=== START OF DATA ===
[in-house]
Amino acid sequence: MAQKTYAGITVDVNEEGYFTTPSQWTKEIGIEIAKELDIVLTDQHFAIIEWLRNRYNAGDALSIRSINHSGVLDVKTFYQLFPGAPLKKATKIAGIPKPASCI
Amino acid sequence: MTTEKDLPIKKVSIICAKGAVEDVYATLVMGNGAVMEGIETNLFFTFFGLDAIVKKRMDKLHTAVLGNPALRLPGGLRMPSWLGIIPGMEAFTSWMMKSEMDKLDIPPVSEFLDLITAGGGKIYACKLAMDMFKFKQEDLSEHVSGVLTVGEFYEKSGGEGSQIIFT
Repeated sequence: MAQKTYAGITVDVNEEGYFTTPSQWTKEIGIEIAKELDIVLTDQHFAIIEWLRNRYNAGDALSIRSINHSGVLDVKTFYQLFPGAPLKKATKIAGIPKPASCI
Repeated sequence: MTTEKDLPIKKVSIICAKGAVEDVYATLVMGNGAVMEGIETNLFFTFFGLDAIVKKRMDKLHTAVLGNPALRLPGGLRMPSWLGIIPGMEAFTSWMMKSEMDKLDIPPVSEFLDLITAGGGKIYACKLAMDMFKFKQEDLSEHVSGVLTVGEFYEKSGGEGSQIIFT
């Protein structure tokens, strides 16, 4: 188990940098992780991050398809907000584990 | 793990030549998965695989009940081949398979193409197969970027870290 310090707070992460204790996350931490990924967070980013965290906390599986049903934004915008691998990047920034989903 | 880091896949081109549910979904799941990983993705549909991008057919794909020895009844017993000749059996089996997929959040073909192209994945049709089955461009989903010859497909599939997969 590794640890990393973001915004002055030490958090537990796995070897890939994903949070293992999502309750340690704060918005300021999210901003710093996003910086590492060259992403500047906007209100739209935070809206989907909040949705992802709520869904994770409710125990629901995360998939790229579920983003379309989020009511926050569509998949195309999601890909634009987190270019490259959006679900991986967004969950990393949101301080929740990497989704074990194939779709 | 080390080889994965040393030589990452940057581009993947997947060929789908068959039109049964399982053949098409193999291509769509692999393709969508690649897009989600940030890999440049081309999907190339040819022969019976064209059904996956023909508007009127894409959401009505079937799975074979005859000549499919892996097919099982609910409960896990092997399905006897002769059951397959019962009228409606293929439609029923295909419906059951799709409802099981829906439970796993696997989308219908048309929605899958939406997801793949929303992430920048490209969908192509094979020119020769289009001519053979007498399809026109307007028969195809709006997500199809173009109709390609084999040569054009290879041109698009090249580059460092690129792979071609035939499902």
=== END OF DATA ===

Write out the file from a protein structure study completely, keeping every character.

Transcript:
[in-house]
Amino acid sequence: MAQKTYAGITVDVNEEGYFTTPSQWTKEIGIEIAKELDIVLTDQHFAIIEWLRNRYNAGDALSIRSINHSGVLDVKTFYQLFPGAPLKKATKIAGIPKPASCI
Amino acid sequence: MTTEKDLPIKKVSIICAKGAVEDVYATLVMGNGAVMEGIETNLFFTFFGLDAIVKKRMDKLHTAVLGNPALRLPGGLRMPSWLGIIPGMEAFTSWMMKSEMDKLDIPPVSEFLDLITAGGGKIYACKLAMDMFKFKQEDLSEHVSGVLTVGEFYEKSGGEGSQIIFT
Repeated sequence: MAQKTYAGITVDVNEEGYFTTPSQWTKEIGIEIAKELDIVLTDQHFAIIEWLRNRYNAGDALSIRSINHSGVLDVKTFYQLFPGAPLKKATKIAGIPKPASCI
Repeated sequence: MTTEKDLPIKKVSIICAKGAVEDVYATLVMGNGAVMEGIETNLFFTFFGLDAIVKKRMDKLHTAVLGNPALRLPGGLRMPSWLGIIPGMEAFTSWMMKSEMDKLDIPPVSEFLDLITAGGGKIYACKLAMDMFKFKQEDLSEHVSGVLTVGEFYEKSGGEGSQIIFT
């Protein structure tokens, strides 16, 4: 188990940098992780991050398809907000584990 | 793990030549998965695989009940081949398979193409197969970027870290 310090707070992460204790996350931490990924967070980013965290906390599986049903934004915008691998990047920034989903 | 880091896949081109549910979904799941990983993705549909991008057919794909020895009844017993000749059996089996997929959040073909192209994945049709089955461009989903010859497909599939997969 590794640890990393973001915004002055030490958090537990796995070897890939994903949070293992999502309750340690704060918005300021999210901003710093996003910086590492060259992403500047906007209100739209935070809206989907909040949705992802709520869904994770409710125990629901995360998939790229579920983003379309989020009511926050569509998949195309999601890909634009987190270019490259959006679900991986967004969950990393949101301080929740990497989704074990194939779709 | 080390080889994965040393030589990452940057581009993947997947060929789908068959039109049964399982053949098409193999291509769509692999393709969508690649897009989600940030890999440049081309999907190339040819022969019976064209059904996956023909508007009127894409959401009505079937799975074979005859000549499919892996097919099982609910409960896990092997399905006897002769059951397959019962009228409606293929439609029923295909419906059951799709409802099981829906439970796993696997989308219908048309929605899958939406997801793949929303992430920048490209969908192509094979020119020769289009001519053979007498399809026109307007028969195809709006997500199809173009109709390609084999040569054009290879041109698009090249580059460092690129792979071609035939499902």